Those are fed into towering vats of water and further separated from each other. A chemical process removes the waste while the rare earths float to the top.
Yet, at this point, the rare earths are still not refined enough for them to be used to serve as technology “building blocks.” The final step involves heat — described as a slow-roasting process — that delivers the purity required. That is all done in China.
The raw material resulting from the second step is packed into giant white bags and moved to the foot of the mountain.
MP Materials has aspirations to not only refine these crucial elements at Mountain Pass, but to make high-intensity magnets as well.
Contractors near the mine were at work building the new facility where light rare earth elements will be refined to the point where they can be used in manufacturing.
In December, MP Materials earned a $10m Defense Department grant to help it build a $200m refinement facility for light rare earths. The company broke ground on the building in 2021 and expects it to be operational by 2022.
As is the case for many technologies, the U.S. military market for rare earths is crucial, but would not be large enough to sustain a domestic industry. Magnets are used in every electric system that moves. But the ones needed to spin a radar, for example, are not the everyday magnets found on refrigerators. Neodymium magnets, for example, are prized by the consumer market for their strength and low costs.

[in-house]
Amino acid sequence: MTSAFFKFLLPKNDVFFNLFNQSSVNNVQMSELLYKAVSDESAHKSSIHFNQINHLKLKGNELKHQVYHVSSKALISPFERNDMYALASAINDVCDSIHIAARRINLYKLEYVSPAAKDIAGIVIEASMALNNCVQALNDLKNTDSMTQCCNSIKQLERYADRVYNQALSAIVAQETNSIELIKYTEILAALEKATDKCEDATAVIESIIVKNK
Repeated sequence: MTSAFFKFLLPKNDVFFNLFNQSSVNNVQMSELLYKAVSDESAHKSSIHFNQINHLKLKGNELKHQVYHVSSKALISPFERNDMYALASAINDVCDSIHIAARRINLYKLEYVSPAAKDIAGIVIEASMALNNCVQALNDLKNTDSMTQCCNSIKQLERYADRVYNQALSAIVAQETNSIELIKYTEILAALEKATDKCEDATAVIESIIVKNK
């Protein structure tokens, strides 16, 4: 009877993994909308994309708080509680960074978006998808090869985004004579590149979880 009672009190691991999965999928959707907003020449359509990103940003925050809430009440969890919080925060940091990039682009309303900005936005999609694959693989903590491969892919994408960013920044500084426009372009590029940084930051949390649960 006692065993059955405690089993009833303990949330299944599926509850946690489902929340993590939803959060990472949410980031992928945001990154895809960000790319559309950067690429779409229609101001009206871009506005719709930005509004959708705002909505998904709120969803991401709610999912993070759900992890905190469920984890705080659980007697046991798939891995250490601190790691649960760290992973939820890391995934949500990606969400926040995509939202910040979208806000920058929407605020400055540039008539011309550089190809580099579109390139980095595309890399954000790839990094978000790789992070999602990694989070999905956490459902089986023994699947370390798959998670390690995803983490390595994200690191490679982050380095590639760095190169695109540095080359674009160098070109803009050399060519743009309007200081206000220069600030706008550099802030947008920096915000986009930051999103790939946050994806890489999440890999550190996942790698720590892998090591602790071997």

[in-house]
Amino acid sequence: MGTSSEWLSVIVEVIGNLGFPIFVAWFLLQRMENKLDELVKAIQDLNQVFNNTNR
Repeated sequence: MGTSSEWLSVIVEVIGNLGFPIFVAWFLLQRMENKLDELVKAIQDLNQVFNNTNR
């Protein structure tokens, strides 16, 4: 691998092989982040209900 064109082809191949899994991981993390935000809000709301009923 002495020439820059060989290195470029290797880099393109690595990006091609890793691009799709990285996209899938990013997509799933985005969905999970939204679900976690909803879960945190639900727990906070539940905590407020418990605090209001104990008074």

The military and its contractors will eventually benefit from the commercial demand for magnets and the other elements needed for other systems by no longer having to depend on China, Rosenthal said.
Meanwhile, flatbed trucks hauled the giant white bags of raw material to the western edge of the facility where they were lined up waiting for shipment. Next stop, the port of Long Beach, California, then China.
Rosenthal acknowledged the irony. But until there is some domestic refinement capability, MP Materials has no choice but to send the raw material to China, he said. The publicly traded company would not be profitable and currently employing 200 workers if it had to wait for the refinement facility to come online. The bags would be sitting ready to go nowhere.
MP Materials spokesman Matt Sloustcher said critics have pointed out that the company has a Chinese investor with an 8 percent stake in the operation. However, this investor doesn’t have a seat on the board of directors and the deal has been reviewed and approved by the Committee on Foreign Investment in the United States, he said.
There will be space in the facility to process the heavy elements later and studies on how to accomplish that are ongoing, Rosenthal said.
Meanwhile, other companies are entering the rare earth mining business in the United States, with their sights set on the burgeoning high-performance magnet market.